Because the frontal lobes are important for long-term goals they allow us to perform activities that might not always make us immediately happy but might provide long-term rewards. In his book, Creativity, Mihaly Csikszentmihalyi (1996) called these behaviors "exotelic." In the beginning of this chapter, however, I wrote that while some creative artists, writers, composers, and scientists do obtain fortune and fame, very few of these people get wealthy or famous by performing creative acts. Some, when they started their creative careers, might have thought that their creativity would bring them fame and fortune, but after several years many creative people realize that these aspirations will never be fulfilled. This knowledge, however, often does not stop them from continuing their creative activities. Creative people often continue to create because performing this act brings them enjoyment and fulfillment. This self-motivated behavior, which is not performed for any future or immediate rewards, Csikszentmihalyi called "autotelic." For the fortunate few, their creative behaviors are both exotelic and autotelic. Although I agree with Csikszentmihalyi's concepts, perhaps the term endo-incentive, introduced earlier, should be used to replace the term autotelic, and the term exotelic should be replaced with the term exo-incentive.

Several years ago I had the opportunity to examine in our Memory and Cognitive Disorder Clinic a famous neurosurgeon who developed a decrement in this endo-incentive system. This surgeon was the Chair of the Department of Neurosurgery at a prestigious university and hospital. In addition to being a superb technical surgeon, he ran a very productive research laboratory and was a leading educator, training many excellent neurosurgeons. Much of his research was supported by grants from the National Institutes of Health. Until about 5 years prior to the time I saw him in our clinic, he had almost continual funding from this agency. The last proposal that he submitted for a renewal of funding was, however, disapproved. The reviewers thought that this proposal contained no new or interesting hypotheses, but rather was just a rehash of his prior work. Because he did not receive funding, he decided to close his laboratory. He did, however, continue to perform surgery and still had excellent surgical techniques. During surgery he was never very kind to the surgical nurses, his residents, or even the anesthesiologists, but it was clear something was wrong when he took to throwing instruments and cursing at people with whom he worked. The dean spoke with him about controlling his temper, but he had problems controlling this aberrant behavior. Several months after he spoke with the dean, he started coming to the operating room late and sometimes leaving early, asking his residents to complete the surgery. For more than 30 years he had always started his clinical ward rounds at 6:00 a.m. and then made rounds again before he left the hospital at about 7:30 p.m. The residents noted, however, that he started to be tardy and sometimes he did not show up until they paged him. Rounds had always been all business, but now he started going over to the nurses and ward secretaries, touching them and asking for sexual favors. The dean spoke with him again, and during this conversation the dean noticed that he had inappropriate laughter and did not seem concerned that he was being accused of sexual harassment.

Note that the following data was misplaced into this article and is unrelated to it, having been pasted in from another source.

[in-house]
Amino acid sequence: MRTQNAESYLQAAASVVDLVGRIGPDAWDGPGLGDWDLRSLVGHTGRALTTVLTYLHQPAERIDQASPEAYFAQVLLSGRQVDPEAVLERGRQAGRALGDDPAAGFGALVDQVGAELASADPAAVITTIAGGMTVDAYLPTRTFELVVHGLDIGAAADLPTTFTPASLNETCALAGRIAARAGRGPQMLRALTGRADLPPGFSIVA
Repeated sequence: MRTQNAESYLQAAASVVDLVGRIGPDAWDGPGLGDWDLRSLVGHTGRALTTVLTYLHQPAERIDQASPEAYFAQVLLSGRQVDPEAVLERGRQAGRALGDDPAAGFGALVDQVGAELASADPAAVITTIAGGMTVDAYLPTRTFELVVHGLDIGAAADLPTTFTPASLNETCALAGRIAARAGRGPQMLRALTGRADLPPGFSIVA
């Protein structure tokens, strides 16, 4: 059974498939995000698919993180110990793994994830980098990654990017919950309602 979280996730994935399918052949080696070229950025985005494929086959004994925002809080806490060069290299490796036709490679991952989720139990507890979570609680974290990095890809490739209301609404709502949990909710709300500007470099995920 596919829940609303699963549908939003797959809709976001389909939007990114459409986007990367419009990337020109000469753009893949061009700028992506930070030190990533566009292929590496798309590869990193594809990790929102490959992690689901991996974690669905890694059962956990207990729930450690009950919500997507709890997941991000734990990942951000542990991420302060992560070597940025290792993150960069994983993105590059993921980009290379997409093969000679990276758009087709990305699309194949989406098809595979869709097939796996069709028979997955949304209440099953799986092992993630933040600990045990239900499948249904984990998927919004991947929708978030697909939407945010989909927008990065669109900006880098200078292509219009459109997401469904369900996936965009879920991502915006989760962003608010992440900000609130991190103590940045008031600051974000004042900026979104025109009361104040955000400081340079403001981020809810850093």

The dean temporarily withdrew the surgeon's clinical and teaching privileges and requested him to be evaluated. The surgeon and his wife thought it best that he be evaluated at a different institution, and so they flew to Gainesville to be seen in our clinic.